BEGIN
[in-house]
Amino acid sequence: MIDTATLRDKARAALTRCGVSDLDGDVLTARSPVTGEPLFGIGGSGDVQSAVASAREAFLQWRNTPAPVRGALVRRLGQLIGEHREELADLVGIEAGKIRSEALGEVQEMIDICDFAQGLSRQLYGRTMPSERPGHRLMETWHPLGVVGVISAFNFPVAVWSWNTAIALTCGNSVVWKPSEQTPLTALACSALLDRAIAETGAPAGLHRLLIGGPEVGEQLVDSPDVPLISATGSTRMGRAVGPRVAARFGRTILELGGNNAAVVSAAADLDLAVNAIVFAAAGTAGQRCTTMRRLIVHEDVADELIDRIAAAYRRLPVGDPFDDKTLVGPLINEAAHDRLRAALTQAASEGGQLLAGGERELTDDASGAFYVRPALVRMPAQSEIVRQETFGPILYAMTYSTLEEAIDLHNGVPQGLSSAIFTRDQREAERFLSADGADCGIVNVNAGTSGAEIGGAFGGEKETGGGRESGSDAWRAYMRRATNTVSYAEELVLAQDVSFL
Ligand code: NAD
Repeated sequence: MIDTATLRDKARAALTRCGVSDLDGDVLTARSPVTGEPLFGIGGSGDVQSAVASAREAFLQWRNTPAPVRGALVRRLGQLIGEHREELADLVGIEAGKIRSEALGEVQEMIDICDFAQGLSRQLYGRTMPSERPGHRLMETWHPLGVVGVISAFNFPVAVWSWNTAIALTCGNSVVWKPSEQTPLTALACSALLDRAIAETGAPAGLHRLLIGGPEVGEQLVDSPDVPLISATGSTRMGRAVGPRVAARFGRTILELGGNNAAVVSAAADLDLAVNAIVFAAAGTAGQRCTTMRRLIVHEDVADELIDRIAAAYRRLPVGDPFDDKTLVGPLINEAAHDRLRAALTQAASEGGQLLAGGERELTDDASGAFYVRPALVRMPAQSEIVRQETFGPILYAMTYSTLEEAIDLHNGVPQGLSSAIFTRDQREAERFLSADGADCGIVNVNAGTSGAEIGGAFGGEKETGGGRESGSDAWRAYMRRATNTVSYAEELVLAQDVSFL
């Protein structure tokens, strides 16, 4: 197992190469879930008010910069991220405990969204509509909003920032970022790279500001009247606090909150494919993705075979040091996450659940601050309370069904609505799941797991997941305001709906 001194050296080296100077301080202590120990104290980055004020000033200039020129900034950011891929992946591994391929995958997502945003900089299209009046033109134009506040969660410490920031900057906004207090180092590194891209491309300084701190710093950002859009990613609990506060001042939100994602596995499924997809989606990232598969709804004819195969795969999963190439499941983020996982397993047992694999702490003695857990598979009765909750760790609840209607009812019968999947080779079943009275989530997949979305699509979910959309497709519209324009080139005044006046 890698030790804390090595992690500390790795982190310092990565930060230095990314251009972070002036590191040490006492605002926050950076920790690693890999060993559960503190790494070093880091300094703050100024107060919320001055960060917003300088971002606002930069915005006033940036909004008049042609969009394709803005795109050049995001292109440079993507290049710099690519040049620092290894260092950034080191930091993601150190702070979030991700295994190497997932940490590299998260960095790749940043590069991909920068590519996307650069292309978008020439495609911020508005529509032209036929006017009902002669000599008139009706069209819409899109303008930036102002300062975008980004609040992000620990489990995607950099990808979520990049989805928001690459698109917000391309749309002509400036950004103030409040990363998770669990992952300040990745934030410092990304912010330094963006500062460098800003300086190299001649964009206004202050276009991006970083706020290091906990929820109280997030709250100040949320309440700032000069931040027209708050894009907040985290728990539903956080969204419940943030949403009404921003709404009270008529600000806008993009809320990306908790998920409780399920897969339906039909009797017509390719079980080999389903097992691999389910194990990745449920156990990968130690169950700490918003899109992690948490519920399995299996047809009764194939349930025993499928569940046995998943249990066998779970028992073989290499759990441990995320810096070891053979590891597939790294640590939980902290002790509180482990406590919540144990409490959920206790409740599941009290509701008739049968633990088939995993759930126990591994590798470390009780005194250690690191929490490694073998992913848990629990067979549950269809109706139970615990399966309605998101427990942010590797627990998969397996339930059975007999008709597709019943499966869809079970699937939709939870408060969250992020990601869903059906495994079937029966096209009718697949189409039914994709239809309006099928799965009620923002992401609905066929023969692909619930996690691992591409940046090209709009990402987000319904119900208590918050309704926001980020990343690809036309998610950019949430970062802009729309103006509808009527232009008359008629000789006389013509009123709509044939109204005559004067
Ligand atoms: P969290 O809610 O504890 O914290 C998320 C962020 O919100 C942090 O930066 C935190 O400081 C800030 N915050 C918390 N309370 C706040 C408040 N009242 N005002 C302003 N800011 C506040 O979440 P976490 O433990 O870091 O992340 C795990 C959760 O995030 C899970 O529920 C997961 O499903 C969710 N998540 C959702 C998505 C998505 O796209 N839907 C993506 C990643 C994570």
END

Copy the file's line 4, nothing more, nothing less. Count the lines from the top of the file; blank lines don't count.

Repeated sequence: MIDTATLRDKARAALTRCGVSDLDGDVLTARSPVTGEPLFGIGGSGDVQSAVASAREAFLQWRNTPAPVRGALVRRLGQLIGEHREELADLVGIEAGKIRSEALGEVQEMIDICDFAQGLSRQLYGRTMPSERPGHRLMETWHPLGVVGVISAFNFPVAVWSWNTAIALTCGNSVVWKPSEQTPLTALACSALLDRAIAETGAPAGLHRLLIGGPEVGEQLVDSPDVPLISATGSTRMGRAVGPRVAARFGRTILELGGNNAAVVSAAADLDLAVNAIVFAAAGTAGQRCTTMRRLIVHEDVADELIDRIAAAYRRLPVGDPFDDKTLVGPLINEAAHDRLRAALTQAASEGGQLLAGGERELTDDASGAFYVRPALVRMPAQSEIVRQETFGPILYAMTYSTLEEAIDLHNGVPQGLSSAIFTRDQREAERFLSADGADCGIVNVNAGTSGAEIGGAFGGEKETGGGRESGSDAWRAYMRRATNTVSYAEELVLAQDVSFL